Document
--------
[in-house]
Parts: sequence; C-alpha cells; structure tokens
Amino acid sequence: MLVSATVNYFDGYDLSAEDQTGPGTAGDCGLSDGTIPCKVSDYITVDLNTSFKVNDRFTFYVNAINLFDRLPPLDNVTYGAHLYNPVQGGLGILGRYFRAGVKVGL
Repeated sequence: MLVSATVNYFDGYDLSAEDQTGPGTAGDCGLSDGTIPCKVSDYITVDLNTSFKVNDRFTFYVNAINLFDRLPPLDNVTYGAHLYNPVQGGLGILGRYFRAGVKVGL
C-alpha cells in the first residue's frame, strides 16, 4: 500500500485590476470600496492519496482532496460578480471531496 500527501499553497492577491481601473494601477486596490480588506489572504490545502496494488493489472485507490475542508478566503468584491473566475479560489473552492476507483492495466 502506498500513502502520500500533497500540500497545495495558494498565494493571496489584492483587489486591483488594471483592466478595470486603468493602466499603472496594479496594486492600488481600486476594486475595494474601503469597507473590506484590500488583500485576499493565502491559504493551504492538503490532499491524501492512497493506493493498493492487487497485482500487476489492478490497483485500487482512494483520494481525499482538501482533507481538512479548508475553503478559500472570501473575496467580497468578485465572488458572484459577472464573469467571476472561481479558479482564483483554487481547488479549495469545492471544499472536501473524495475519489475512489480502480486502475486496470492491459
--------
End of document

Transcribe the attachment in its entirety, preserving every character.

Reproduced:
[in-house]
Parts: sequence; C-alpha cells; structure tokens
Amino acid sequence: MLVSATVNYFDGYDLSAEDQTGPGTAGDCGLSDGTIPCKVSDYITVDLNTSFKVNDRFTFYVNAINLFDRLPPLDNVTYGAHLYNPVQGGLGILGRYFRAGVKVGL
Repeated sequence: MLVSATVNYFDGYDLSAEDQTGPGTAGDCGLSDGTIPCKVSDYITVDLNTSFKVNDRFTFYVNAINLFDRLPPLDNVTYGAHLYNPVQGGLGILGRYFRAGVKVGL
C-alpha cells in the first residue's frame, strides 16, 4: 500500500485590476470600496492519496482532496460578480471531496 500527501499553497492577491481601473494601477486596490480588506489572504490545502496494488493489472485507490475542508478566503468584491473566475479560489473552492476507483492495466 502506498500513502502520500500533497500540500497545495495558494498565494493571496489584492483587489486591483488594471483592466478595470486603468493602466499603472496594479496594486492600488481600486476594486475595494474601503469597507473590506484590500488583500485576499493565502491559504493551504492538503490532499491524501492512497493506493493498493492487487497485482500487476489492478490497483485500487482512494483520494481525499482538501482533507481538512479548508475553503478559500472570501473575496467580497468578485465572488458572484459577472464573469467571476472561481479558479482564483483554487481547488479549495469545492471544499472536501473524495475519489475512489480502480486502475486496470492491459